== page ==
Foreign investors to flood Melbourne CBD with dingy flats
Leader Community News
Kylie Adoranti and Nick Miller, Herald Sun
13 April 2015

RMIT professor Michael Buxton says there is a lack of planning regulations applied to Melbourne’s new ­developments.   Picture: Josie Hayden

FOREIGN investors have snapped up more than 70 per cent of development sites sold in inner Melbourne in the past few years, mostly to build low-quality high-rise apartments, a planning ­expert says.

RMIT Environment and Planning Professor Michael Buxton said research showed foreign investment was about 13 per cent of turnover in the total Australian real estate market but was much higher in Melbourne.

“Up to three-quarters or more of Melbourne Central Business District (CBD) inner-urban brownfield land sales in recent years have been to foreign investors,” Prof ­Buxton said.

And up to 60 to 80 per cent of the new inner-urban Melbourne apartment market was investor-owned, made up of foreign and local investment, he said.

Prof Buxton said that in the 12 months to June 2013, ­Australian commercial and residential property drew ­almost $6 billion in Chinese ­investment, more than from any other country.

A 2014 report by Prosper Australia found more than a quarter of units in Docklands were empty.

But Prof Buxton said it was difficult to estimate the unoccupied apartment rate because some were used by owners and investors as short-term ­accommodation.

Some might be left vacant as rent was not always an important financial consideration.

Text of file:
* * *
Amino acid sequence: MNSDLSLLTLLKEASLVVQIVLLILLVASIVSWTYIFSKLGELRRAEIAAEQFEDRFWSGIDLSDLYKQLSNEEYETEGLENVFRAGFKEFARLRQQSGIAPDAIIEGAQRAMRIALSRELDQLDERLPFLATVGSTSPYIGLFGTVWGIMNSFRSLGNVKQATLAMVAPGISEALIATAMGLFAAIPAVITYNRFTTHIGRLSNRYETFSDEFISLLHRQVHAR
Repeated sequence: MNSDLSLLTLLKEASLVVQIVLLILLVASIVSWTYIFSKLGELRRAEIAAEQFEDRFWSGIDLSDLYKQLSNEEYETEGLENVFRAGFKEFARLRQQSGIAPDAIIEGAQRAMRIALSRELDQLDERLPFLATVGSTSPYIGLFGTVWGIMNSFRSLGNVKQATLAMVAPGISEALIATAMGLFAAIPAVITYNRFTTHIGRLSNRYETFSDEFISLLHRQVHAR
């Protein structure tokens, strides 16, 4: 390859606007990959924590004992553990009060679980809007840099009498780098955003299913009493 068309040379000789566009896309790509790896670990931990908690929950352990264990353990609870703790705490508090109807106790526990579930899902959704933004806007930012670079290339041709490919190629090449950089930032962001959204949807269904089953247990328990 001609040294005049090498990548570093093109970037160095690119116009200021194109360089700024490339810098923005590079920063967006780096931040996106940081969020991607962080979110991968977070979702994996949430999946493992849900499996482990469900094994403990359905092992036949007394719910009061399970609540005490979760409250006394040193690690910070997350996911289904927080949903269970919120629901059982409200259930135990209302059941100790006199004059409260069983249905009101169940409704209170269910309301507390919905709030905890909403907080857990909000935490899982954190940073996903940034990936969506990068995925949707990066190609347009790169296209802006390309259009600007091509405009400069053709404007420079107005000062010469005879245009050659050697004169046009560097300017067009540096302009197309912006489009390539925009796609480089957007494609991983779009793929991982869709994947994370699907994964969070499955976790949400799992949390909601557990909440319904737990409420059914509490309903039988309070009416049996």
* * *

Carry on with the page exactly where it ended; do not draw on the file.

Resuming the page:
Prof Buxton said there was an absence of planning regulations applied to Melbourne’s new ­developments.

the worst quality and densest residential high-rise apartments in the world

“We are building the worst quality and densest residential high-rise apartments in the world, that is pretty much agreed on,” he said.

Prof Buxton said the lack of height controls “led to a speculative frenzy, which has bid up the price of CBD land” and some sites had doubled in value in two years.

He also ­criticised the Foreign Investment Review Board for failing to enforce laws preventing ­foreigners from buying existing dwellings.One million Queenslanders who live in apartments want assurances from the state's building watchdog that units are safe, in the wake of London's Grenfell Tower fire disaster.

too small, too dark and badly ventilated

State Planning Minister Richard Wynne acknowledged some apartments in Melbourne were “too small, too dark and badly ventilated”.

“Melbourne is in danger of creating a monoculture of one-bedroom poorly designed apartment stock,” he said.

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